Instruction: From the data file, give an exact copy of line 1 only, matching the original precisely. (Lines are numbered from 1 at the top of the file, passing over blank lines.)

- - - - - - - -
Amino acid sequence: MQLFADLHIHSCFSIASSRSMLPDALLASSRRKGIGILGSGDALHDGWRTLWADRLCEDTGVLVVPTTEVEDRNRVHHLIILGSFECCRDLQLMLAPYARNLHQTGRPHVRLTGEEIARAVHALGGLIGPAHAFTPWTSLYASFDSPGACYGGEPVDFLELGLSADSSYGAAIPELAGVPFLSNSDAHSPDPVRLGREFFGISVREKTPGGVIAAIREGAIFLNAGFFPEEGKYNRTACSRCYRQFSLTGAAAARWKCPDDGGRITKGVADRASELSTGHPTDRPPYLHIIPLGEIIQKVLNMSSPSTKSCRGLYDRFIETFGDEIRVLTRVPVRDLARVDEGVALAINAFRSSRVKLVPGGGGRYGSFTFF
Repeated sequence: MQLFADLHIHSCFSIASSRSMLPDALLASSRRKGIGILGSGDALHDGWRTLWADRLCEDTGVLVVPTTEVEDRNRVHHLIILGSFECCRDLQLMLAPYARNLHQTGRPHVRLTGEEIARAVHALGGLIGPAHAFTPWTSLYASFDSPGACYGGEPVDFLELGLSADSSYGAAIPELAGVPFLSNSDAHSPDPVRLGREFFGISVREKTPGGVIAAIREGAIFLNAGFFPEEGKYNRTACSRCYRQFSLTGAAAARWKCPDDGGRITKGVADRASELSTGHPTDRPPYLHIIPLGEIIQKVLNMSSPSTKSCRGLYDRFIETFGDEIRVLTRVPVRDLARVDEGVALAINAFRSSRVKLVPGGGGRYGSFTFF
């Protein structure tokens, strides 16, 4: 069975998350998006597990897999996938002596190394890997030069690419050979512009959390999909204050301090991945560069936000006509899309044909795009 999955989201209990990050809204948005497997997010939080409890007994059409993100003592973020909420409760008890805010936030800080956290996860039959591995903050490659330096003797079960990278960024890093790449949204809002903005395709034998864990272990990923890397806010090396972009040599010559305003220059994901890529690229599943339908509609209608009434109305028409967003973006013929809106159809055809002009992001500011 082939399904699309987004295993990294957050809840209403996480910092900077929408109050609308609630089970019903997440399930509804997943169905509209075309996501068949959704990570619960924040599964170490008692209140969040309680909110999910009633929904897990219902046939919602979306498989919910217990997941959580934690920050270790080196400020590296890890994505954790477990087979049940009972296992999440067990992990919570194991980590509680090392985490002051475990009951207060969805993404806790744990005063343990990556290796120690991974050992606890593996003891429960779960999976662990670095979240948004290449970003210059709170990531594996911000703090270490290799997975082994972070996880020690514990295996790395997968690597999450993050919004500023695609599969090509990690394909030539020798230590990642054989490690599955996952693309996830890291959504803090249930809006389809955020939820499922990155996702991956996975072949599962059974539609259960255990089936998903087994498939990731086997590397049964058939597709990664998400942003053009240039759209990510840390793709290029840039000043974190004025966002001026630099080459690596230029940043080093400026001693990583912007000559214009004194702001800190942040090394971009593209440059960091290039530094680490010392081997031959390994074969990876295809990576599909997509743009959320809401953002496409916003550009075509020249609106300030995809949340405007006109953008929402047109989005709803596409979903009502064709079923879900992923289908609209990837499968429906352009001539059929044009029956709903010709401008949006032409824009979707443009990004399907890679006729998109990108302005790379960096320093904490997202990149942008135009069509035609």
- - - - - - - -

Amino acid sequence: MQLFADLHIHSCFSIASSRSMLPDALLASSRRKGIGILGSGDALHDGWRTLWADRLCEDTGVLVVPTTEVEDRNRVHHLIILGSFECCRDLQLMLAPYARNLHQTGRPHVRLTGEEIARAVHALGGLIGPAHAFTPWTSLYASFDSPGACYGGEPVDFLELGLSADSSYGAAIPELAGVPFLSNSDAHSPDPVRLGREFFGISVREKTPGGVIAAIREGAIFLNAGFFPEEGKYNRTACSRCYRQFSLTGAAAARWKCPDDGGRITKGVADRASELSTGHPTDRPPYLHIIPLGEIIQKVLNMSSPSTKSCRGLYDRFIETFGDEIRVLTRVPVRDLARVDEGVALAINAFRSSRVKLVPGGGGRYGSFTFF